The Food and Drug Administration has yet to rule on a petition to rename High Fructose Corn Syrup (HFCS) as corn sugar. We’re guessing the Corn Refiners Association filed the petition in part because of the persistent consumer concern that HFCS “is just so…processed.”
Generally, with boxed and canned foods in stores, more processing equals less nutritional value.
But, processing isn’t always a bad thing.
According to the Food Information Council Foundation, the definition of a processed food is “any deliberate change in a food that occurs before it’s available for us to eat.”
By that definition, food has been “processed” for about two million years, when prehistoric humans discovered cooking.
If you don’t think cooking counts as processing, take the informal definition offered by ‘natural’-food enthusiasts: any ingredients their grandmother wouldn’t recognize. But surely the process of preserving food with salt curing or smoking would be recognized by one’s grandmother. Food has been cured with salt since the end of the 16th century, and smoking has been around almost as long.
Other processed items that might be recognized by grandparents: beer (made at least as early as 7,000 BC), cheese (animal milk treated with enzymes), bread (dough treated with eukaryotic micro-organisms, a.k.a. yeast), American-style chocolate (milk chocolate treated with butyric acid), pickles (cucumbers soaked in brine and fermented), and even water (recycled, cleaned and fluoridated to flow through a modern tap; distilled, flavored and bottled for sale in markets).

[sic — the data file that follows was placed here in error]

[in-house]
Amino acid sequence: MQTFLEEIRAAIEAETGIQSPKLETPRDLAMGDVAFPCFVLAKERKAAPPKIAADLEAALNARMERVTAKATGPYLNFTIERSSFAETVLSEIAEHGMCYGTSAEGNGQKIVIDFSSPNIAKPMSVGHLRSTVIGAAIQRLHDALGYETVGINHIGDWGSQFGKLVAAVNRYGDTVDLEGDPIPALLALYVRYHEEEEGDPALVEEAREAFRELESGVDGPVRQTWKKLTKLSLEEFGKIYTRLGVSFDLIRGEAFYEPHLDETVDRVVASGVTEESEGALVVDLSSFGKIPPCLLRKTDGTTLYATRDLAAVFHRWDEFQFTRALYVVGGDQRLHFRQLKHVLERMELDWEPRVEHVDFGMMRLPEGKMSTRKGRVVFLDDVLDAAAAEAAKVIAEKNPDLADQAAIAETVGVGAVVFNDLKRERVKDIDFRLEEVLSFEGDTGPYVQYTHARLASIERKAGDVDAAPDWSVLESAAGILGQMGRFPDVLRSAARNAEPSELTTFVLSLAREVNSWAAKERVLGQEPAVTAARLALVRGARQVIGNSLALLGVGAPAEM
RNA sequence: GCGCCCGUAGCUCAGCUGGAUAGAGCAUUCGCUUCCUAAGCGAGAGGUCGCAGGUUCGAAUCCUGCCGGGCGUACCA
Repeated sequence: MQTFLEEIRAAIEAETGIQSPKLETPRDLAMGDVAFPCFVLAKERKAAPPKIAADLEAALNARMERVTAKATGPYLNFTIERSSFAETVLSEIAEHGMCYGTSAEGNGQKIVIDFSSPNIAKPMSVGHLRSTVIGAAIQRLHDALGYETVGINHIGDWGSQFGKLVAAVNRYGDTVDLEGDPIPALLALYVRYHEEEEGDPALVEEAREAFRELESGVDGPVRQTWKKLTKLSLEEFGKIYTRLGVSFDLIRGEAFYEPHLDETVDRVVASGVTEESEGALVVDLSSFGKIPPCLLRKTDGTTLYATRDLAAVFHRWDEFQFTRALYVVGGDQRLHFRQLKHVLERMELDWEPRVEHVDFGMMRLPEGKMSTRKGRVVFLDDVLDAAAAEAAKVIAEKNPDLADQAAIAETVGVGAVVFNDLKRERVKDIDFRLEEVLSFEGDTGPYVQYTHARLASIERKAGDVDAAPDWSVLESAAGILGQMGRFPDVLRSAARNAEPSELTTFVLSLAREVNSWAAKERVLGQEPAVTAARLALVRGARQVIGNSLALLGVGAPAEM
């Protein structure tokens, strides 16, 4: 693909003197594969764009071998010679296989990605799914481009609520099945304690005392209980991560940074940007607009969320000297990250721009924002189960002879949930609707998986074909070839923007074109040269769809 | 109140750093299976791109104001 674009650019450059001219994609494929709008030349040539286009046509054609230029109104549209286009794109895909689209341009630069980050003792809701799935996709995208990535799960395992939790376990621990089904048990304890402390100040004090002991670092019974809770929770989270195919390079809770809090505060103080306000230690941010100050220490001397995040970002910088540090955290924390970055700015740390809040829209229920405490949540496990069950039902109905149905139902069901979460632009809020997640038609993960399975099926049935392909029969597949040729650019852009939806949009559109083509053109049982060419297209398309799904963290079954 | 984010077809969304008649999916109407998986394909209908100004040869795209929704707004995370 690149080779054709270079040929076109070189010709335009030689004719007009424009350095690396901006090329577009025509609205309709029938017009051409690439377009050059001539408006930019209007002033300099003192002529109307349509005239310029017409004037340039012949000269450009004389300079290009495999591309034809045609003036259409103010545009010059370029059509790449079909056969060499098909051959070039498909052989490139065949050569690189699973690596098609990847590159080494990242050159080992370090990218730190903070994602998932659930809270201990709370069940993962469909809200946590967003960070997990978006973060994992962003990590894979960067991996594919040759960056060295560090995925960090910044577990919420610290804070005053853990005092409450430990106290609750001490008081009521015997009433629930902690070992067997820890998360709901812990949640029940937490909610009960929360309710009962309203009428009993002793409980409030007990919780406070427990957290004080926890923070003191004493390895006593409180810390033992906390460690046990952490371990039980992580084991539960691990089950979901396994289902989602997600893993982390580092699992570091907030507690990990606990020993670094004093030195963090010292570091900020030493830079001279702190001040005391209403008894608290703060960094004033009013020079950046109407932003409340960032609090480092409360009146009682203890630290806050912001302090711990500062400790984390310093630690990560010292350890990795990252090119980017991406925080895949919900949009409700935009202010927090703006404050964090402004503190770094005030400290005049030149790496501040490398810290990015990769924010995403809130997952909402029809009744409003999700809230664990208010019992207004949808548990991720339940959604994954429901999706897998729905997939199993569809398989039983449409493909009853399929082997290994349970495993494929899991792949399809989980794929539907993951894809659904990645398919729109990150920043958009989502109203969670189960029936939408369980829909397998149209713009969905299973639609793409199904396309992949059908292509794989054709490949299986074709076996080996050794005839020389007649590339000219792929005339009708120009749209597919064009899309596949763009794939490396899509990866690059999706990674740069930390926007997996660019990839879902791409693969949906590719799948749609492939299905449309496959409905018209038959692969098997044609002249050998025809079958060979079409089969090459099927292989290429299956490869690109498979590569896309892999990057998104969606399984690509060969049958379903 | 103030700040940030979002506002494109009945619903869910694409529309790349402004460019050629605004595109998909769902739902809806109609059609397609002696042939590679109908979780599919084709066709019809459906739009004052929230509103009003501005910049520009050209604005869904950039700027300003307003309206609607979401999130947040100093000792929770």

One other processed food your grandparents would have used—sugar. That’s right, good old sugar. Whether it’s cane sugar or beet sugar, it has to undergo processing before it ends up in food. Cane sugar has to be milled, liquefied, treated with lime, boiled, and spun in a centrifuge before it’s useable. Turning it into table or powdered sugar requires even more processing. Beet sugar undergoes a similar process.
As with all foods, processed or eaten straight from the ground, the key is moderation. Drinking a six-pack of cane sugar-sweetened soda a day will make a child obese and at extreme risk for diabetes just as quickly as a six-pack of corn sugar-sweetened soda.